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Energética India | September / October 2015

tinued its impressive growth. After years of tremendous developments, the market in Europe slowed down in 2013 and this trend continued in 2014. It can be explained in part by the influence of transitioning policies. With around 7 GW installed, Europe as a whole is now installing less solar power capacity than China or Japan individually, but more than the USA. However Europe is still the predominant player with more than 88 GW installed at the end of 2014. The 2014 solar PV markets showed a perfect balance between utility scale installations and distributed ones. Despite the huge interest in competitive calls for tender, the PV market remained balanced between producers and prosumers, demonstrating this unique capability of solar PV to offer a solution to diverse needs: powering a light bulb with a few watts, to offering an alternative to new conventional plants of hundreds of megawatts. While an important part of the 2014 growth was shadowed by the decrease of the European market, 2015 could see a major increase in solar installation numbers globally. In 2015, the level of installations in China will frame the global growth. After two years below targets, the Chinese government decided to raise the official PV installation target to 17.8 GW in 2015. The probability of seeing this target being reached remains conditional on many developments, and especially the take-off of distributed solar power. Without unlocking this market segment, China could have difficulties to achieve this ambitious 2015 target despite the impressive 5 GW installed in Q1 2015. 2017 could then be a year of market stagnation with the expected end of the tax break regulation in the US and the end of the market boom in Japan. While none of them can be taken for granted, they illustrate the uncertainties on the mediumterm PV market development. Global Solar PV Annual Market Scenarios till 2019 Installations in MW 2014 2019 High Scenario 40,134 86,494 Low Scenario 40,134 47,285 Figure 1: Global Solar PV Annual Market Scenarios till 2019 Global Solar PV Cumulative Market Scenario until 2019 Installations in MW 2014 2019 High Scenario 178,391 540,009 Low Scenario 178,391 396,146 Figure 2: Global Solar PV Cumulative Market Scenario until 2019 Scenarios for Solar PV Rooftop and Utility Scale Segments Development until 2019 Rooftop Installations Installations in MW 2014 2019 High Scenario 19,050 37,146 Low Scenario 19,050 23,206 Utility Scale Installations in MW 2014 2019 High Scenario 21,084 49,348 Low Scenario 21,084 24,079 Figure 3: Scenarios for Solar PV Rooftop and Utility Scale Segments Development until 2019 The 2014 solar PV markets showed a perfect balance between utility scale installations and distributed ones In the longer term, after 2018, growth should resume based on the expected contribution of dozens of countries attracted by competitive PV, including India and its ambition to develop solar PV. The probability of experiencing an important market growth in 2015, followed by two years of stable installations remains quite high. However a combination of negative policy decisions in key countries, or the difficulties of PV to take off fast enough in emerging markets, could lead to a market stagnation around 40 to 50 GW in the future. Depending on the evolution of the solar markets in the coming years, the total installed capacity in 2019 could reach between 396 and 540 GW with the highest probability scenario being around 450 GW. Historically PW development has been driven by distributed installations. The price decrease and the rise of feed-in tariff policies have rapidly rebalanced distributed and centralized installations. In 2013, utility scale PV grew to the extent of becoming the first segment installed globally, while in 2014, both types of installations were balanced, with around 20 GW each. The respective development of each segment will depend on regulatory choices but looking at current trends the global development of utility scale solar power seems to be favoured, driven by its increasing cost-competitiveness. The rate of PV penetration has been repeatedly forecast, and in most cases the final results were underestimated. In 2014, the International Energy Agency published scenarios in which solar (PV and Concentrated Solar Power) could become the first source of electricity in the world. this is dependent on several key conditions, but it reflects the growing awareness of PV’s capability to offer cheap and reliable electricity. In 2011, the PV industry already stated that PV could represent up to 21% of the global electricity demand before 2050, under an assumption of managed electricity growth SOLAR POWER 36 energetica INDIA · SEP | OCT15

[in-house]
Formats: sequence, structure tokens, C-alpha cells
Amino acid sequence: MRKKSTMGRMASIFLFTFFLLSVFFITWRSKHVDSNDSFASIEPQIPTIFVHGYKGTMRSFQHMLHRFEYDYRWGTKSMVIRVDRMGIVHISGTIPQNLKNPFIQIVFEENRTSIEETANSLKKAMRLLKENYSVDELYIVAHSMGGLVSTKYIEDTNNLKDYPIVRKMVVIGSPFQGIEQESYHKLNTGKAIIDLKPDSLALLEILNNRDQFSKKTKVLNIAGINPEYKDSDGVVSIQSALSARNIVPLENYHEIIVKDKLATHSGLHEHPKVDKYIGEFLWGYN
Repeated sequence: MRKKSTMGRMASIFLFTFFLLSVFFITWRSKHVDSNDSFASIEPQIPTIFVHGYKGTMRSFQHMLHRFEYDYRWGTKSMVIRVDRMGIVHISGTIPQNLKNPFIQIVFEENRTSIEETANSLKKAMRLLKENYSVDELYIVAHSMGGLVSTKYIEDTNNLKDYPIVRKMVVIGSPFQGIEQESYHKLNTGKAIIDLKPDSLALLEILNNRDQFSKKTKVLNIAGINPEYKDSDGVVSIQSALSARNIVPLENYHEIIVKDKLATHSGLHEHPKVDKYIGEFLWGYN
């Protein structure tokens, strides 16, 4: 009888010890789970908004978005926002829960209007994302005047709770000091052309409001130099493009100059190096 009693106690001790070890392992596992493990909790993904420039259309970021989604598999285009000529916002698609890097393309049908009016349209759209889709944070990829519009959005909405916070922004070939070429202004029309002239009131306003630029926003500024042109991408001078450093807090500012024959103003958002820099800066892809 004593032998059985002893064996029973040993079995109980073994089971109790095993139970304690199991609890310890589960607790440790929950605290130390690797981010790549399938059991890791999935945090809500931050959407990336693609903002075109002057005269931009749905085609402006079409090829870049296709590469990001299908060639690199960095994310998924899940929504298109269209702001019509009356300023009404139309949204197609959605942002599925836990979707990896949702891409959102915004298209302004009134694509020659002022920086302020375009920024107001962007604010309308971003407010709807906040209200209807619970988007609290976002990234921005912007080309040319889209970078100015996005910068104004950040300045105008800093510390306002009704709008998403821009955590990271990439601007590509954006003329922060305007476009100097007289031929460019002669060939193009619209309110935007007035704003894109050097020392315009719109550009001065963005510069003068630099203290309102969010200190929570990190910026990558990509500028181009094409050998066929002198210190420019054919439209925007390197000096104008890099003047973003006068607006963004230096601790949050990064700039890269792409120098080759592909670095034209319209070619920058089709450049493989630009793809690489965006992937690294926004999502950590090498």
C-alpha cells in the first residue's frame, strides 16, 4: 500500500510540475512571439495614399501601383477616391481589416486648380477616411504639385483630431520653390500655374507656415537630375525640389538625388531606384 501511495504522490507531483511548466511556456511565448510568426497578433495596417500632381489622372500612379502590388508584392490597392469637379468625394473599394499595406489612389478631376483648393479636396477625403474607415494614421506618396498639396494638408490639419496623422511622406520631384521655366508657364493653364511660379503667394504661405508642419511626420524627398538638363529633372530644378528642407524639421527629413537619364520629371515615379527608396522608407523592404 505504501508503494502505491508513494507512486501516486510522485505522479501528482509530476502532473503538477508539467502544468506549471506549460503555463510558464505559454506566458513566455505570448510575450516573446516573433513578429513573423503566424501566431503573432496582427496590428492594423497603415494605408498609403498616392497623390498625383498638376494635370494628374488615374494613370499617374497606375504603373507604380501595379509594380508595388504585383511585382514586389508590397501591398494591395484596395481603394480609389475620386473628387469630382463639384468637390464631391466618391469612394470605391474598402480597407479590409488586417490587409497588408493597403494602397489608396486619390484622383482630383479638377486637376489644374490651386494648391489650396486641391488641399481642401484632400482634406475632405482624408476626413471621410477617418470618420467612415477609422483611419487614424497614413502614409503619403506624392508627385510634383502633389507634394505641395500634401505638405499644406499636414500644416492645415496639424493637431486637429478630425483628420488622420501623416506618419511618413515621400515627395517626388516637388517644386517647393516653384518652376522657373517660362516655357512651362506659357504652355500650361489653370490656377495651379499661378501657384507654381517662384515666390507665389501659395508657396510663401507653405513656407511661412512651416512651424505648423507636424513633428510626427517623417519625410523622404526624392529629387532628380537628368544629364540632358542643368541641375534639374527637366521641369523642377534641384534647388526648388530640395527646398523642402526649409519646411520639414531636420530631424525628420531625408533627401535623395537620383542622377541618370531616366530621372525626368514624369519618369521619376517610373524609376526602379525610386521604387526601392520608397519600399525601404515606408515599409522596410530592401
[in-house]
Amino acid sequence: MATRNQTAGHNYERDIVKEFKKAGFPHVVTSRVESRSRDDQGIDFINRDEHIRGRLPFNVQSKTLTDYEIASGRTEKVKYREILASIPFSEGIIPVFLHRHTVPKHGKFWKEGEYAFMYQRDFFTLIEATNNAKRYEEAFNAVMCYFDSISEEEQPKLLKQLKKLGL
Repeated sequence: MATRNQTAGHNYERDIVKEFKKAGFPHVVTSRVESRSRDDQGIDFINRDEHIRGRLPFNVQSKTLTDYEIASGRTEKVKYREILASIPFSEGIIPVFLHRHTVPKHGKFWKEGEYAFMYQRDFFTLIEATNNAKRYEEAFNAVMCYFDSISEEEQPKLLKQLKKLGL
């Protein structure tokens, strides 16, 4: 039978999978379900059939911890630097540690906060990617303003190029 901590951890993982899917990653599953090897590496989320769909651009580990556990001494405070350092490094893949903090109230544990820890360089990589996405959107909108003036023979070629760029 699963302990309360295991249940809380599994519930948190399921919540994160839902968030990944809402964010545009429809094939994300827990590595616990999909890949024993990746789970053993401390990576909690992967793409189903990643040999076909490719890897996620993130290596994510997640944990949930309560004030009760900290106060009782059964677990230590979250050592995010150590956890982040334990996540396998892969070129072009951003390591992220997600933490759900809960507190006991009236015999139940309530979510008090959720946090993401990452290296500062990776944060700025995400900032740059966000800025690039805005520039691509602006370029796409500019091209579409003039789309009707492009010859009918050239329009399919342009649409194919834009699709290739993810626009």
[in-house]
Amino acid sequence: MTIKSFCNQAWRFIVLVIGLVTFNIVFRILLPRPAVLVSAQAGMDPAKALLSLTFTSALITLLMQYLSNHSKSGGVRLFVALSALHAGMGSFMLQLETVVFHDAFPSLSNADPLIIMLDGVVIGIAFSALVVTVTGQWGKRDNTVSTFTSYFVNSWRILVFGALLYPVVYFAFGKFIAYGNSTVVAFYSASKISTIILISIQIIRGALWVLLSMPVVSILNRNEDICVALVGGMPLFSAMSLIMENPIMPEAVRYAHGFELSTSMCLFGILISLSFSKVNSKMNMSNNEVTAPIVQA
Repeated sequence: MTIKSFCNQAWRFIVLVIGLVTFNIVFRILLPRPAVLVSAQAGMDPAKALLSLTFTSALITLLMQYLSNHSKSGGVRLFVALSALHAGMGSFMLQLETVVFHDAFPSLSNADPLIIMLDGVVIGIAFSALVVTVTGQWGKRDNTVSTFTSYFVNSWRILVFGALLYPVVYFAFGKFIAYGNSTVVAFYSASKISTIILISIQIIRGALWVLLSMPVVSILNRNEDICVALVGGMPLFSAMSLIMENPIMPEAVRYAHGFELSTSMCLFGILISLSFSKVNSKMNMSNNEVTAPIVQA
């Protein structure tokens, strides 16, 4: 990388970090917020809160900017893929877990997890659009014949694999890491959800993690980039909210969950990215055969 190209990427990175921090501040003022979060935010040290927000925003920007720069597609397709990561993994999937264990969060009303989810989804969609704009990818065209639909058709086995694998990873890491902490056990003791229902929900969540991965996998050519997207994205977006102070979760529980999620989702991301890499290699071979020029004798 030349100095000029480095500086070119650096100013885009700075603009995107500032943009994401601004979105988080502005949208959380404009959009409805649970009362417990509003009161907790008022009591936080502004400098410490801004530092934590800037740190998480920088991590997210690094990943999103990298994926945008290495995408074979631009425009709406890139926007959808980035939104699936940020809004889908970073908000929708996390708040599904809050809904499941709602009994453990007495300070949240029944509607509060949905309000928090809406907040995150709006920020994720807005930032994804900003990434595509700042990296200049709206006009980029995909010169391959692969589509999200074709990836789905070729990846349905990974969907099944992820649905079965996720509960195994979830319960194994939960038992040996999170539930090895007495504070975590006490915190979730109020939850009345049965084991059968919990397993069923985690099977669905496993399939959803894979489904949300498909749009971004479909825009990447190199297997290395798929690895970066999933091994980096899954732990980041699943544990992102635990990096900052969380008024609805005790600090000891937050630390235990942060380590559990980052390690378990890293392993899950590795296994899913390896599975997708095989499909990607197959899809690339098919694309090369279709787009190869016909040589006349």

Energética India | September / October 2015
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